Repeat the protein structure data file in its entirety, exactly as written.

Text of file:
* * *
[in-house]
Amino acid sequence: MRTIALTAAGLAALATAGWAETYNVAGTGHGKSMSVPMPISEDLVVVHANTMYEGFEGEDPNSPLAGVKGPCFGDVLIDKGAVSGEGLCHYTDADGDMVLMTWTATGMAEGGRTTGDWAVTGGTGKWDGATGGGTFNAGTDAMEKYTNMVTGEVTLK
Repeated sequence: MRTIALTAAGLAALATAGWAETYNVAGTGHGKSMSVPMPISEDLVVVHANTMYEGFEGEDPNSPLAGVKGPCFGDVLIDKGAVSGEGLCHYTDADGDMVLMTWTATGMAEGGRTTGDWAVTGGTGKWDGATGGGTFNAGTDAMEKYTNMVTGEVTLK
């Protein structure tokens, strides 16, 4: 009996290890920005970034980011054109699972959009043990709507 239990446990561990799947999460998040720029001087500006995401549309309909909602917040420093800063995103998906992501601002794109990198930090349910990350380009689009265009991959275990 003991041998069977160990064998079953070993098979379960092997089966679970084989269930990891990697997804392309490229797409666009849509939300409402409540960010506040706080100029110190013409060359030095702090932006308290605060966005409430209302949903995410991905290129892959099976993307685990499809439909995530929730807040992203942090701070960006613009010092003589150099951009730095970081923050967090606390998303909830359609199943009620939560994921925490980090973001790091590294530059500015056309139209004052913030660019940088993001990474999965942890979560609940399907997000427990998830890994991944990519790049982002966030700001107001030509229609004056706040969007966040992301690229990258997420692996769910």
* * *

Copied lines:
[in-house]
Amino acid sequence: MRTIALTAAGLAALATAGWAETYNVAGTGHGKSMSVPMPISEDLVVVHANTMYEGFEGEDPNSPLAGVKGPCFGDVLIDKGAVSGEGLCHYTDADGDMVLMTWTATGMAEGGRTTGDWAVTGGTGKWDGATGGGTFNAGTDAMEKYTNMVTGEVTLK
Repeated sequence: MRTIALTAAGLAALATAGWAETYNVAGTGHGKSMSVPMPISEDLVVVHANTMYEGFEGEDPNSPLAGVKGPCFGDVLIDKGAVSGEGLCHYTDADGDMVLMTWTATGMAEGGRTTGDWAVTGGTGKWDGATGGGTFNAGTDAMEKYTNMVTGEVTLK
């Protein structure tokens, strides 16, 4: 009996290890920005970034980011054109699972959009043990709507 239990446990561990799947999460998040720029001087500006995401549309309909909602917040420093800063995103998906992501601002794109990198930090349910990350380009689009265009991959275990 003991041998069977160990064998079953070993098979379960092997089966679970084989269930990891990697997804392309490229797409666009849509939300409402409540960010506040706080100029110190013409060359030095702090932006308290605060966005409430209302949903995410991905290129892959099976993307685990499809439909995530929730807040992203942090701070960006613009010092003589150099951009730095970081923050967090606390998303909830359609199943009620939560994921925490980090973001790091590294530059500015056309139209004052913030660019940088993001990474999965942890979560609940399907997000427990998830890994991944990519790049982002966030700001107001030509229609004056706040969007966040992301690229990258997420692996769910």